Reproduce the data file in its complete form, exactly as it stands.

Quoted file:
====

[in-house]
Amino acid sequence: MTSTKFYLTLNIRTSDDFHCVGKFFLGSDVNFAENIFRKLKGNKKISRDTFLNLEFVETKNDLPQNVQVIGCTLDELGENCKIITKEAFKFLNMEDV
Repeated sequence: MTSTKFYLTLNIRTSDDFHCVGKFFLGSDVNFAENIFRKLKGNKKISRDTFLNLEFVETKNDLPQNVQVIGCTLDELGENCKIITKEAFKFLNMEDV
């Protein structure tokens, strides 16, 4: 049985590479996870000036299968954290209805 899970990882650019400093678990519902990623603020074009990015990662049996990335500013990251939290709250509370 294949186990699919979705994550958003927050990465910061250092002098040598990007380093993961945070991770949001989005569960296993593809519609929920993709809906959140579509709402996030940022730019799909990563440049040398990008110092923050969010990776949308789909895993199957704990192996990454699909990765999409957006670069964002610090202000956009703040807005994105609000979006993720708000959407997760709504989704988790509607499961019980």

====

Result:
[in-house]
Amino acid sequence: MTSTKFYLTLNIRTSDDFHCVGKFFLGSDVNFAENIFRKLKGNKKISRDTFLNLEFVETKNDLPQNVQVIGCTLDELGENCKIITKEAFKFLNMEDV
Repeated sequence: MTSTKFYLTLNIRTSDDFHCVGKFFLGSDVNFAENIFRKLKGNKKISRDTFLNLEFVETKNDLPQNVQVIGCTLDELGENCKIITKEAFKFLNMEDV
């Protein structure tokens, strides 16, 4: 049985590479996870000036299968954290209805 899970990882650019400093678990519902990623603020074009990015990662049996990335500013990251939290709250509370 294949186990699919979705994550958003927050990465910061250092002098040598990007380093993961945070991770949001989005569960296993593809519609929920993709809906959140579509709402996030940022730019799909990563440049040398990008110092923050969010990776949308789909895993199957704990192996990454699909990765999409957006670069964002610090202000956009703040807005994105609000979006993720708000959407997760709504989704988790509607499961019980």